4) Evaluating evidence of secondary considerations
What four tenets must be adhered to avoid rejection under 35 USC 103?
1) The claimed invention must be considered as a whole
2) The reference must be considered as a whole and must suggest the desirability and thus the obviousness of making the combination
3) The references must be viewed without the benefit of impermissible hindsight vision afforded by the claimed invention; and
4) Reasonable expectation of success is the standard with which obviousness is determined
What are secondary considerations under section 103?
Objective evidence
1) Unexpected results
2)commercial success
3) long-felt need
4) failure of others
5) copying by others
6) licencing and
7) skepticism of experts
What must be done before answering Graham's content inquiry?
It must be known whether a patent or publication is in the prior art under 35 USC 102
What determines what section 103 is based on in 35 USC 102 (a), (b), (e) etc.?
Depending on the type of prior art refernce used and its publication or issue date
What must an examiner determine for the purpose of analyzing the obviousness of the subject matter at issue?
The examiner must determine what is "analogous art." The reference must either be in the field of the applicant's endeavor or, if not, then be reasonably pertinent to the particular problem with which the inventor was concerned.
What factors may be considered in determining ordinary skill in the art?
1) educational level of the inventor;
2) type of problems encountered in the art;
3) prior art solutions to those problems;
4) rapidity with which innovations are made;
5) sophistication of the technology; and
6) educational level of active workers in the field
Legal concept of prima facie obviousness
A procedural tools of examination which applies broadly to all arts and allocates who has the burden of going forward with production of evidence in each step of the examination process.
What three basic criteria must be met to establish prima facie obviousness?
1) there must be some suggestion or motivation, either in the references themselves or in the knowledge generally available to one of ordinary skill in the art, to modify the reference or to combine reference teachings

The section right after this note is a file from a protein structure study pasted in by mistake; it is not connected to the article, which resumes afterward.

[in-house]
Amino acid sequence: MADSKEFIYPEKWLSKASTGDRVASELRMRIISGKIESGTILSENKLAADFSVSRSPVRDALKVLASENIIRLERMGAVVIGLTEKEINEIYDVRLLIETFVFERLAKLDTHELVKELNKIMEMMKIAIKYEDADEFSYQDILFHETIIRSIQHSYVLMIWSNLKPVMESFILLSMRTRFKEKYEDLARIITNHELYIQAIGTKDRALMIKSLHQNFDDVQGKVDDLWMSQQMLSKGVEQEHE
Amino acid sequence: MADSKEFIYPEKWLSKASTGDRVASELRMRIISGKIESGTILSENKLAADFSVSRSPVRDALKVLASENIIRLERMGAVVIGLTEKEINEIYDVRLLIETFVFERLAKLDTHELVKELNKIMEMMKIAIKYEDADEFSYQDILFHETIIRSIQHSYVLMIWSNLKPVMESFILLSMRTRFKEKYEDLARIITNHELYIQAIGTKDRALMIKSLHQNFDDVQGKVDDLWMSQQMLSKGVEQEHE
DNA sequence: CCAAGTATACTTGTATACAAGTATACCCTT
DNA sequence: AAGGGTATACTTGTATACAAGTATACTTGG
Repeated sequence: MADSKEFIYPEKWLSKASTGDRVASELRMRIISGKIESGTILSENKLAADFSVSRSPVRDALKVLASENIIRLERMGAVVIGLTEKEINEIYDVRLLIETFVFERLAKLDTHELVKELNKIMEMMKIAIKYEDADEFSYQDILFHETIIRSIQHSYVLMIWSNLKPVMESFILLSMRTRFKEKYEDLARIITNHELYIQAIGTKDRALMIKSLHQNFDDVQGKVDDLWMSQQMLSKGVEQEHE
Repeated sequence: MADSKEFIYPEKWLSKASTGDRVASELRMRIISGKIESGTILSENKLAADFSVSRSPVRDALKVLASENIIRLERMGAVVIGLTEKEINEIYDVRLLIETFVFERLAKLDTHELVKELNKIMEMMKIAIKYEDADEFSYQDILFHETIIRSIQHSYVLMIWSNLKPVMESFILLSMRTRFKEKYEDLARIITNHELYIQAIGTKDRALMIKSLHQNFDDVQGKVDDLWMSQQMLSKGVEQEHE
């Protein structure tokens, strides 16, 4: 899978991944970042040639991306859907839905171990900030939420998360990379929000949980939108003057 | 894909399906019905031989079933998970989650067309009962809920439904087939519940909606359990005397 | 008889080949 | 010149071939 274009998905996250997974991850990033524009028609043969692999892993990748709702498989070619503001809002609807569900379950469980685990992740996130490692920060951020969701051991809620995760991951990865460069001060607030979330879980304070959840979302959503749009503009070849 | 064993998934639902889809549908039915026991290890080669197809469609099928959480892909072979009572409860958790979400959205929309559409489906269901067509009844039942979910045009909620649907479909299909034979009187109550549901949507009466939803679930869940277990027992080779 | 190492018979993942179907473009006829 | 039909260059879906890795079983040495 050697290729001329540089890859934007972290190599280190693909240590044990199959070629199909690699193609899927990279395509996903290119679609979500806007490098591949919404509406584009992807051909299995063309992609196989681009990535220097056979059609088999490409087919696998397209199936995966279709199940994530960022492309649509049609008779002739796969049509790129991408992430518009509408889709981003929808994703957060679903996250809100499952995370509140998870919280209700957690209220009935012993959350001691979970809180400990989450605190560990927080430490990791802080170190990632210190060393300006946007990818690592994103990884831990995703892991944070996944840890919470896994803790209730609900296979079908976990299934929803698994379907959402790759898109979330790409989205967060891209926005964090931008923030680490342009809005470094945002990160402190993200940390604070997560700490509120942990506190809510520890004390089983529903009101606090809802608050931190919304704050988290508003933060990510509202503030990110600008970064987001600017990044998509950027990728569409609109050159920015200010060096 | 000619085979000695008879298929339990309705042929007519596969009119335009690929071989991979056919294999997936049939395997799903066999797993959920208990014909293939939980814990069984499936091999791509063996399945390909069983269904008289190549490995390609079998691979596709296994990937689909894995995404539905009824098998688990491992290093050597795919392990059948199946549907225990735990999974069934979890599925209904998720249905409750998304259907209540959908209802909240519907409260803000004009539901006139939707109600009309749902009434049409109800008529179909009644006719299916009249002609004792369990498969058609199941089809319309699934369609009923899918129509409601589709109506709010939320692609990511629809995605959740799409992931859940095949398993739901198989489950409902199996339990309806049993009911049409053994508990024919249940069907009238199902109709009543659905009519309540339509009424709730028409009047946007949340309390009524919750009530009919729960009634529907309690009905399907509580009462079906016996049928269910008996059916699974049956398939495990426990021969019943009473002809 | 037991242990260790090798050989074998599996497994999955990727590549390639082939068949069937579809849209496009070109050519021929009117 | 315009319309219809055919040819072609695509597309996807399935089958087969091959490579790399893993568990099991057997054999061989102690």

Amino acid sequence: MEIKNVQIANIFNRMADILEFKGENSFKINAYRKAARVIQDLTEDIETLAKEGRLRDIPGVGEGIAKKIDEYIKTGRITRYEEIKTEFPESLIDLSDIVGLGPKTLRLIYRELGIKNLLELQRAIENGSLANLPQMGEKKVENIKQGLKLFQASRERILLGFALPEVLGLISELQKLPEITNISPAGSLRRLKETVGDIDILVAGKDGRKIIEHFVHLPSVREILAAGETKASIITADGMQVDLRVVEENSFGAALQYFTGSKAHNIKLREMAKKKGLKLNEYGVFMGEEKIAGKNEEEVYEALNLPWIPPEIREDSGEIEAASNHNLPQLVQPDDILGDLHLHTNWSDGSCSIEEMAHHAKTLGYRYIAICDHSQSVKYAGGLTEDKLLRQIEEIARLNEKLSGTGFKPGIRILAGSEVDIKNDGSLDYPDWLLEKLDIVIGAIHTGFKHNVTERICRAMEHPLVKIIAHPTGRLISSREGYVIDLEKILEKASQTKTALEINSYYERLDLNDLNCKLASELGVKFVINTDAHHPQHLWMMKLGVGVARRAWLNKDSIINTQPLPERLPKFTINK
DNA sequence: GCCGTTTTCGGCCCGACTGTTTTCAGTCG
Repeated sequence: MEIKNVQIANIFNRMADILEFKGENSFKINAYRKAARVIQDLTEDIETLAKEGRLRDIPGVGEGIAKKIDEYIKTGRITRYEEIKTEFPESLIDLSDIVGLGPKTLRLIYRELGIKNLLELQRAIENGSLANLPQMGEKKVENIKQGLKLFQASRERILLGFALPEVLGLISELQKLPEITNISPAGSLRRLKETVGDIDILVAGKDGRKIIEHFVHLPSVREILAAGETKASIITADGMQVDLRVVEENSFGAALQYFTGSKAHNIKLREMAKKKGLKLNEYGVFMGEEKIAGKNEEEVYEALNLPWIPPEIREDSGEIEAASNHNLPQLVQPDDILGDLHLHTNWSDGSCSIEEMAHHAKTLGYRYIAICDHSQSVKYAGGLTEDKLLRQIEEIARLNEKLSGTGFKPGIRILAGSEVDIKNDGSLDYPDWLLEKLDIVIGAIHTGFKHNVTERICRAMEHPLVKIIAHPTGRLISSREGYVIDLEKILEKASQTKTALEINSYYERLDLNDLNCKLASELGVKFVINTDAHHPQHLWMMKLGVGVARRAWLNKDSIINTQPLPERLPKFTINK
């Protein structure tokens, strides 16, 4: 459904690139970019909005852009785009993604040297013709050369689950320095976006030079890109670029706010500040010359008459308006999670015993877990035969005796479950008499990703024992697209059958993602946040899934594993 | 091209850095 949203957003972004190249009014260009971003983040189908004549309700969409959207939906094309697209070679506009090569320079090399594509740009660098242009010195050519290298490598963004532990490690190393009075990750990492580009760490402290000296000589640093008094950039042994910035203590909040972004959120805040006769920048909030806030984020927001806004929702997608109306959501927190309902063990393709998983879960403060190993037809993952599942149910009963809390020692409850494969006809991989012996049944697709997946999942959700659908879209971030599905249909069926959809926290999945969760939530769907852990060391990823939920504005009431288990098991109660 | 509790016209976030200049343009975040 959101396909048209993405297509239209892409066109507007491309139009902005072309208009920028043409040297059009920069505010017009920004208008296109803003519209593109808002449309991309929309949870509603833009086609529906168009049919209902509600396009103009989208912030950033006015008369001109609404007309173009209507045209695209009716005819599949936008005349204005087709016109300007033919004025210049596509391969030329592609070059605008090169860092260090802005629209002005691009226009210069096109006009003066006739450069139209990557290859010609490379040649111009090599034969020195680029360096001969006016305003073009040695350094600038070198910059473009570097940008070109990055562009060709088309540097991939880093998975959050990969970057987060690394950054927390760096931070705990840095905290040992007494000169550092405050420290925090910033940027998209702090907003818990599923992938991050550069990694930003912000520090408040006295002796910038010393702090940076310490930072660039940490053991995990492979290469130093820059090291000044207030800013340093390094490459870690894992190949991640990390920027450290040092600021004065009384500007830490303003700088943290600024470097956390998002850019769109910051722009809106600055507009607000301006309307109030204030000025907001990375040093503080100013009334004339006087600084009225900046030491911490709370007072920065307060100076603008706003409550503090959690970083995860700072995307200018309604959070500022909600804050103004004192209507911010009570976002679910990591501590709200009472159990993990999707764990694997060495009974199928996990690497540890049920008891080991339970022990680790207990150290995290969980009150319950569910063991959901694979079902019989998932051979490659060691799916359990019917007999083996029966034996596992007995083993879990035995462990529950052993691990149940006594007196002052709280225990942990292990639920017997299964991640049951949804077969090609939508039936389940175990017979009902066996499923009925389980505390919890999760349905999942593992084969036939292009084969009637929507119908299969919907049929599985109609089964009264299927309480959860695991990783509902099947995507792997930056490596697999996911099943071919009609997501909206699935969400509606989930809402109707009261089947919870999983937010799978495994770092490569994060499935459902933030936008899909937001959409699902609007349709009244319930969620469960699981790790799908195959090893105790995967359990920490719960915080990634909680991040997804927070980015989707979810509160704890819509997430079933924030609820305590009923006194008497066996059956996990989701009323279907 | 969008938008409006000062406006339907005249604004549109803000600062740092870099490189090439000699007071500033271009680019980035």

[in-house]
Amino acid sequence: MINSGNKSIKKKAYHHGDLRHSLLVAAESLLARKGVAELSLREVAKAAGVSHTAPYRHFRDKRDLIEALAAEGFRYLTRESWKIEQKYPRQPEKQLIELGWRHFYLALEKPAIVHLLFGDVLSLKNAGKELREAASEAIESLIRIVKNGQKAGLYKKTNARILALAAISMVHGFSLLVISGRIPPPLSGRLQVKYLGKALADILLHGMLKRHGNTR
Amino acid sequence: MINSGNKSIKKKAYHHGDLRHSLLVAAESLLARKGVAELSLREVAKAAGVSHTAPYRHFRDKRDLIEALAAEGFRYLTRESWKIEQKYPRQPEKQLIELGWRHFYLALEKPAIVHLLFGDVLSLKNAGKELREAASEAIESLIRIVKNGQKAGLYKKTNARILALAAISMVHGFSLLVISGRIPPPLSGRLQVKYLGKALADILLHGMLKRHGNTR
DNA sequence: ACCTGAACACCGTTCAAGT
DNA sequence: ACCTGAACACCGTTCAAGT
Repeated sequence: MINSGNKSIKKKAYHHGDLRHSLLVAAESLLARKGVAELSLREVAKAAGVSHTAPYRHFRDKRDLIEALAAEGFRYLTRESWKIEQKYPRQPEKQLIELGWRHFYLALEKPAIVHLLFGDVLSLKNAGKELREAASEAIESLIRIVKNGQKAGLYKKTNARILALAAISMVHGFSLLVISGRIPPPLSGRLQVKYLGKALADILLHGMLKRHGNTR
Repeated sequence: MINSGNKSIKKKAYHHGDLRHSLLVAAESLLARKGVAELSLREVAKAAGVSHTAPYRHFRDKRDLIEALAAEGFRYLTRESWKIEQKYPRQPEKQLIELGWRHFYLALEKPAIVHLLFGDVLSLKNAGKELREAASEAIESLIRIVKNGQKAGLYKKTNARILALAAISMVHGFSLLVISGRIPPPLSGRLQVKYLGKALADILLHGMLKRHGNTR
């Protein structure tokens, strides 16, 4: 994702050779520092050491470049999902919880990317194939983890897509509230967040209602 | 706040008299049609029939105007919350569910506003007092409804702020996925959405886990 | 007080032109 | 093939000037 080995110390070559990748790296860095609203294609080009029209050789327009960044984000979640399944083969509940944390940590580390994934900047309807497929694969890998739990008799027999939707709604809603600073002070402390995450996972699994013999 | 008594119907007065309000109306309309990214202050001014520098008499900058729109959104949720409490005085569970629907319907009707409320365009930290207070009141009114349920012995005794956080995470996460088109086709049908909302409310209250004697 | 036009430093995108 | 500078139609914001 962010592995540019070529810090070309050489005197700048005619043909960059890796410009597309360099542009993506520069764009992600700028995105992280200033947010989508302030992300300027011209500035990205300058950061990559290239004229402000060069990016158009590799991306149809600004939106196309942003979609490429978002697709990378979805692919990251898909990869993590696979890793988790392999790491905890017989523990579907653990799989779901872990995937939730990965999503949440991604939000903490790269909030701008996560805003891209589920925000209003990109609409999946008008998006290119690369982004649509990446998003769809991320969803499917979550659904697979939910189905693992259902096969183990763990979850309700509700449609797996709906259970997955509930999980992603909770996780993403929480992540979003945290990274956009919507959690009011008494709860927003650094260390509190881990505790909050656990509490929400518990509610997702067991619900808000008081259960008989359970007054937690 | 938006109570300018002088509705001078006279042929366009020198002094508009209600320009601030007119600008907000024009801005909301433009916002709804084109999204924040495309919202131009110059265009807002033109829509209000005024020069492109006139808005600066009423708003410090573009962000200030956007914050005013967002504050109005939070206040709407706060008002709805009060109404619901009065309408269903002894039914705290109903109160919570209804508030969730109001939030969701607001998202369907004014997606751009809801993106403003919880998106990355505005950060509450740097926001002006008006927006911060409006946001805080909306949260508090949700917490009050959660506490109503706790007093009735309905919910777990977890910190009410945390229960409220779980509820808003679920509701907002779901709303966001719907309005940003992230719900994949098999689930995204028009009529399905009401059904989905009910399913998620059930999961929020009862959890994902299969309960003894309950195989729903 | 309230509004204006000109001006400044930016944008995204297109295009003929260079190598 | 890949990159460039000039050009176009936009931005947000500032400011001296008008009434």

2) there must be reasonable expectation of success
3) the prior art reference (or references when combined) must teach or suggest all the claim limitations
Who is the initial burden of proof on for prima facie obviousness?
The examiner
has to provide some suggestion to support the conclusion that the claimed invention is directed to obvious subject matter
What may support a conclusion of nonobviousness?
At least some predictability is required to conclude obviousness, but applicants may present evidence showing there was no reasonable expectation of success.
What is the strongest rationale for combining references [MPEP 2144]?
The expectation of some advantage or expected beneficial result would have been produced by their combination
Implicit Disclosure [2144]
It is proper to take into account specific teachings and inferences which one skilled in the art would reasonably be expected to draw therefrom
Elimination of a step or element and its function
1)Omission of an element and its function is obvious if the function of the element is not desired
2) Omission of an element with Retention of the element's function is an indicia of unobviousness
Changes in Sequence of Adding Ingredients
Selection of any order of performing process steps is prima facie obvious in the absence of new or unexpected results
Close structural similarity between chemical compounds (homologs, analogues, isomers)
Rejection based on close structural similarity is founded on the expectation that compounds similar in structure will have similar properties
How can obviousness of structure be rebutted?
Rebuttable by proof that the claimed compounds possess unexpectedly advantageous or superior properties
Consideration of Applicant's rebuttal arguments
1) argument does not replace evidence where evidence is necessary
2) mere recognition of latent properties in the prior art does not render nonobvious an otherwise known invention
3) One cannot show nonobviousness by attacking references individually where the rejections are based on combinations of references
4) economic infeasibility does not mean that a person of ordinary skill in the art would not make the combination because of some technological incompatibility
5) applicant may argue that examiner's conclusion is based on improper hindsight reasoning
6) applicant may argue the examiner is applying improper "obvious to try" rationale in support of an obviousness rejection [See O'Farrekk
Case law relevant to claim interpretation
MPEP 2111-2116.01
Teaching away
It is improper to combine references where the references teach away from their combination